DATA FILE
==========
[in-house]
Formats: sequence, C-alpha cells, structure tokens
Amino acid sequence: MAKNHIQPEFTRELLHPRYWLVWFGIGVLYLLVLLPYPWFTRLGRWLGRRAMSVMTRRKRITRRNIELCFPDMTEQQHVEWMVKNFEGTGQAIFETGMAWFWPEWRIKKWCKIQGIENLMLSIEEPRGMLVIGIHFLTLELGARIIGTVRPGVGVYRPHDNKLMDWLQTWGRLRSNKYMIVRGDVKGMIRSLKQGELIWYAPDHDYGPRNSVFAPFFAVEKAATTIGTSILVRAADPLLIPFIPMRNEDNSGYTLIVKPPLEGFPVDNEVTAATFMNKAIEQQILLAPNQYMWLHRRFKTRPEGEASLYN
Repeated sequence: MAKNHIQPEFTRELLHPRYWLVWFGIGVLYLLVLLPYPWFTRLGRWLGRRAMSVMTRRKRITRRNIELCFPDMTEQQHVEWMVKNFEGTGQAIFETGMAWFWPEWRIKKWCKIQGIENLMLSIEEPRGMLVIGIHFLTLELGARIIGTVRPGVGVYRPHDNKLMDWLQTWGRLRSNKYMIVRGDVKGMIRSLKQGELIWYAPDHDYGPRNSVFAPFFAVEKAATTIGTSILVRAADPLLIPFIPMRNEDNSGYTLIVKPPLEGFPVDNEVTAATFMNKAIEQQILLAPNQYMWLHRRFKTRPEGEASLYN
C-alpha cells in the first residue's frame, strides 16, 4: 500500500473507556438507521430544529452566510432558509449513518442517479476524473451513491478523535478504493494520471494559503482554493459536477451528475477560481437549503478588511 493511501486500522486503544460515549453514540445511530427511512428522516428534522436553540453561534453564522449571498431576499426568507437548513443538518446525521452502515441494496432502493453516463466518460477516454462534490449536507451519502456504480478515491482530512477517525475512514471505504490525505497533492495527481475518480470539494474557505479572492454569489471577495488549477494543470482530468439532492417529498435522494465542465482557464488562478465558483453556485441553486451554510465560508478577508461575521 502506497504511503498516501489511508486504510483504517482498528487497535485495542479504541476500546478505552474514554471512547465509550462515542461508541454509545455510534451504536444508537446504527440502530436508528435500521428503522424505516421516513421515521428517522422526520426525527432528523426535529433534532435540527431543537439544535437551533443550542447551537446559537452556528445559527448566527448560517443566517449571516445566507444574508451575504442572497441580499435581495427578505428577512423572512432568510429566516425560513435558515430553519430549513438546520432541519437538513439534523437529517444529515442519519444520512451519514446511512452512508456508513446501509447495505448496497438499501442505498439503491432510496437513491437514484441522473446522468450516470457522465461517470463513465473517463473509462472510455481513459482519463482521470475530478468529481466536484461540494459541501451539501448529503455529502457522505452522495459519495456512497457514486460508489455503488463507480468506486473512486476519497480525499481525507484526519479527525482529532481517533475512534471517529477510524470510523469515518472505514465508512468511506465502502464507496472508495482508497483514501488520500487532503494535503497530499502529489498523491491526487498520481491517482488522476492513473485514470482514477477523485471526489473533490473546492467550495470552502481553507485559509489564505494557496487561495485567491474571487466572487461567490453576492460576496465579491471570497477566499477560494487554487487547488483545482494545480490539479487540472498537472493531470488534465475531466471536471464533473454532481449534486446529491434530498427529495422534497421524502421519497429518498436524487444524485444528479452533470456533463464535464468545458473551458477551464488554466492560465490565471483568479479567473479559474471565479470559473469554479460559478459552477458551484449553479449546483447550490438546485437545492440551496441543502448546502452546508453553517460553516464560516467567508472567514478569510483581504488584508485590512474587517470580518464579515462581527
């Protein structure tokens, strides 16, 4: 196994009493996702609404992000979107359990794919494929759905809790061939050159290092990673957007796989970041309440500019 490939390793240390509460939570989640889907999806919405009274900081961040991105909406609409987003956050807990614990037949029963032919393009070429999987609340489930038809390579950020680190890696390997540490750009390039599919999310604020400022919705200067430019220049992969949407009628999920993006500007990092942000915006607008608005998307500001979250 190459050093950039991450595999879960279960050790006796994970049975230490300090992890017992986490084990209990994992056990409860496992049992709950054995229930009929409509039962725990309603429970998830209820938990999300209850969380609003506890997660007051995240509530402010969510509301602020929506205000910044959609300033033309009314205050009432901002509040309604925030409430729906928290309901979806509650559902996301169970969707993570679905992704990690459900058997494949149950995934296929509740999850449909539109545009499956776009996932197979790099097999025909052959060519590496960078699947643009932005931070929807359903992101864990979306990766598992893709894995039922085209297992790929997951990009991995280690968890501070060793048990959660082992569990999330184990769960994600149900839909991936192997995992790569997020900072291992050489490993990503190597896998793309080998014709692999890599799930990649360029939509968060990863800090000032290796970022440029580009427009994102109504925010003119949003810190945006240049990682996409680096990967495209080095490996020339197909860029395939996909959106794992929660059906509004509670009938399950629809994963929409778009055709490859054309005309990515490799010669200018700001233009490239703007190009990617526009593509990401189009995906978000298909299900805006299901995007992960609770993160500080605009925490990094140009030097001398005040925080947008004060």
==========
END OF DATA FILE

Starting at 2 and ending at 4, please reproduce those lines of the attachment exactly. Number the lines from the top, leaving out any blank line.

Formats: sequence, C-alpha cells, structure tokens
Amino acid sequence: MAKNHIQPEFTRELLHPRYWLVWFGIGVLYLLVLLPYPWFTRLGRWLGRRAMSVMTRRKRITRRNIELCFPDMTEQQHVEWMVKNFEGTGQAIFETGMAWFWPEWRIKKWCKIQGIENLMLSIEEPRGMLVIGIHFLTLELGARIIGTVRPGVGVYRPHDNKLMDWLQTWGRLRSNKYMIVRGDVKGMIRSLKQGELIWYAPDHDYGPRNSVFAPFFAVEKAATTIGTSILVRAADPLLIPFIPMRNEDNSGYTLIVKPPLEGFPVDNEVTAATFMNKAIEQQILLAPNQYMWLHRRFKTRPEGEASLYN
Repeated sequence: MAKNHIQPEFTRELLHPRYWLVWFGIGVLYLLVLLPYPWFTRLGRWLGRRAMSVMTRRKRITRRNIELCFPDMTEQQHVEWMVKNFEGTGQAIFETGMAWFWPEWRIKKWCKIQGIENLMLSIEEPRGMLVIGIHFLTLELGARIIGTVRPGVGVYRPHDNKLMDWLQTWGRLRSNKYMIVRGDVKGMIRSLKQGELIWYAPDHDYGPRNSVFAPFFAVEKAATTIGTSILVRAADPLLIPFIPMRNEDNSGYTLIVKPPLEGFPVDNEVTAATFMNKAIEQQILLAPNQYMWLHRRFKTRPEGEASLYN